Prism: A threedimensional figure in which the two bases are congruent polygons. 

Pyramid: A threedimensional figure in which the base is a polygon and the sides converge to a given point known as the vertex. 

Pythagorean Theorem: For a right triangle, the sum of the square of both legs equals the square of the hypotenuse. It is commonly written with the formula a^{2} + b^{2} = c^{2}. Learn how to use the pythagorean theorem, or learn about Pythagoras, the man for which the theorem is named. 

Pythagorean Triples: Three numbers which can be the sides of a right triangle because they fit the pythagorean theorem. 



Quadrilateral: A foursided polygon 

Radius: The distance from a center to a point on a circle. 

Ray: A set of points that extends forever in exactly one direction. More information. 

Rectangle: A quadrilateral with four congruent angles (all are 90 degrees). 

Regular Polygon: A polygon in which all angles are congruent, and all sides are also congruent. 

Rhombus: A quadrilateral in which all four sides are congruent. 

Right Angle: An angle whose measure is 90 degrees. 

Right Triangle: A triangle which posesses a right angle. More about triangles. 



SameSide Interior Angles: Two angles that are between the two parallel lines and are also on the same side of the transversal. More. 

SAS (Side Angle Side Triangle Congruece): A "shortcut" for proving two triangles are congruent by proving that two pairs of sides and the pair of included angles are congruent. 

Scalene Triangle: A triangle in which all three sides are not congruent (different lengths). More about triangles. 

Segment: A set of points with distinct endpoints that does not extend forever in either direction. It is basically a piece of a line.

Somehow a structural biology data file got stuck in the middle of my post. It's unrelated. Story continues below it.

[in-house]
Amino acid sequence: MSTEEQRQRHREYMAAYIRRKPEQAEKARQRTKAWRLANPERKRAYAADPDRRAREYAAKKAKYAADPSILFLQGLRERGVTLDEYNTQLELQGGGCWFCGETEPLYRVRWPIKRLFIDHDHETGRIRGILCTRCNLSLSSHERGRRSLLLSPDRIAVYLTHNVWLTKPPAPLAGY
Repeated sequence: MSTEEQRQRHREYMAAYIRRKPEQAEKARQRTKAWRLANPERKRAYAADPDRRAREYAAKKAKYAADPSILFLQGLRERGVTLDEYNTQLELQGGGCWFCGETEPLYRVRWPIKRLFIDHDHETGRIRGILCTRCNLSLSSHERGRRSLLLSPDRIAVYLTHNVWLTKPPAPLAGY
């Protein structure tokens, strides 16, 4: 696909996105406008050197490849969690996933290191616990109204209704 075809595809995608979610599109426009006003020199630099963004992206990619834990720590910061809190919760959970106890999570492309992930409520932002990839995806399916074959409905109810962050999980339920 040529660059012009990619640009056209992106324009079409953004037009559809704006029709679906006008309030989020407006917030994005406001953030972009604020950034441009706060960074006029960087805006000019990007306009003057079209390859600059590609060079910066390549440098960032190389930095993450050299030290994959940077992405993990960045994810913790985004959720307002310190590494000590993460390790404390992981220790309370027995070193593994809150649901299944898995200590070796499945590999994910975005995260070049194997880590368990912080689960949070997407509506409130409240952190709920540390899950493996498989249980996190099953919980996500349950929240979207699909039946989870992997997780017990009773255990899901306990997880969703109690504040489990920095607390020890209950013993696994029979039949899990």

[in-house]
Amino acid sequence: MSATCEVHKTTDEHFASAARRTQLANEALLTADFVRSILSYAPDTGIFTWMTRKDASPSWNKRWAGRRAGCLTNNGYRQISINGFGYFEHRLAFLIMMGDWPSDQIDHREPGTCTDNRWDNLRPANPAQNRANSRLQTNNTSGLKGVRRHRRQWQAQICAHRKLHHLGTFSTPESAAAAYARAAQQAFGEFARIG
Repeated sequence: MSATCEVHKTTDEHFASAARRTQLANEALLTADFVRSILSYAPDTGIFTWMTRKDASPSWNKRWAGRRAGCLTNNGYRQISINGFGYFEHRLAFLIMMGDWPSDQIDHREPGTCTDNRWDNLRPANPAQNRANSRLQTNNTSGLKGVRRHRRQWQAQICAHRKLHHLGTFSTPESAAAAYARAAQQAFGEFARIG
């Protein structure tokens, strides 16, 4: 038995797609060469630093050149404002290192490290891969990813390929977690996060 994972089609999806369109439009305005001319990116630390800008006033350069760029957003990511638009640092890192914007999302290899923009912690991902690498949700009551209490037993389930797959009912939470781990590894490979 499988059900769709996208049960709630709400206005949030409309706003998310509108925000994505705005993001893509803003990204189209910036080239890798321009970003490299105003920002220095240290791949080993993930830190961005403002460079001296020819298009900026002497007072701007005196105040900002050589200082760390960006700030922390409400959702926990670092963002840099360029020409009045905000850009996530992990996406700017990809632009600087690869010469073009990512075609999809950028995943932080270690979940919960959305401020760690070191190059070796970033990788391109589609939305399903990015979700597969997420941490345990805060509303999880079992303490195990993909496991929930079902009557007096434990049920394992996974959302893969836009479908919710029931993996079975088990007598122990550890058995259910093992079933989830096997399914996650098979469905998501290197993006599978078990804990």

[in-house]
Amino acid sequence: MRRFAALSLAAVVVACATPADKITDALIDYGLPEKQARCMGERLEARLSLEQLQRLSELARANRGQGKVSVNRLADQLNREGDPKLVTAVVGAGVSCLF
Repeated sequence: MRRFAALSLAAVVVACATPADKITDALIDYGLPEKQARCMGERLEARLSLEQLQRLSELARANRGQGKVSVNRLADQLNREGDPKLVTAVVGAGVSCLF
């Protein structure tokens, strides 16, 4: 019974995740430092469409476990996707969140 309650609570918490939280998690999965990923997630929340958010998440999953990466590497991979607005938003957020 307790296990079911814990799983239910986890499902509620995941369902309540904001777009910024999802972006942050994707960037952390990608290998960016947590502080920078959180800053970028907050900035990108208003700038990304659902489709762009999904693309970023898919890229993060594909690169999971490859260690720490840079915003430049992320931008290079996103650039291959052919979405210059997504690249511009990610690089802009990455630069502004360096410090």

Segment Bisector: A segment (line, ray) that intersects another segment through its midpoint. 

Similar Polygons: Polygons that are the same shape, but not necessarily the same size. 

Skew Lines: Two lines that do not intersect, but are not in the same plane. 

Sphere: The set of all points in space that are equidistant from a given point, knowns as the center. 

Square: A quadrilateral in which all sides are congruent, and all angles are also congruent. 

SSS (Side Side Side Triangle Congruence): A "shortcut" for proving two triangles are congruent by proving that all corresponding sides of one triangle are congruent to all corresponding sides of the other triangle. 

Supplementary: Two angles whose sum is 180 degrees. 

Surface Area: The sum of all the areas of a threedimensional figure. 



Transformation: A change in size, shape, or position of a geometric figure. 

Transversal: A line that intersects two or more other lines (often those lines are parallel). More. 

Trapezoid: A quadrilateral in which exactly one pair of opposite sides are parallel. 

Triangle: A threesided polygon. More about triangles. 

Vertex: The common endpoint of two rays. 

Vertical Angles: Angles that are across from each other. Vertical angles are formed by intersecting lines, and their measures are always equal. 

Vertices: Plural form of the word vertex. 

Volume: The number of cubic units which can fill a given space. A good way to think about this is by asking yourself, "how much water can I pour into that figure?"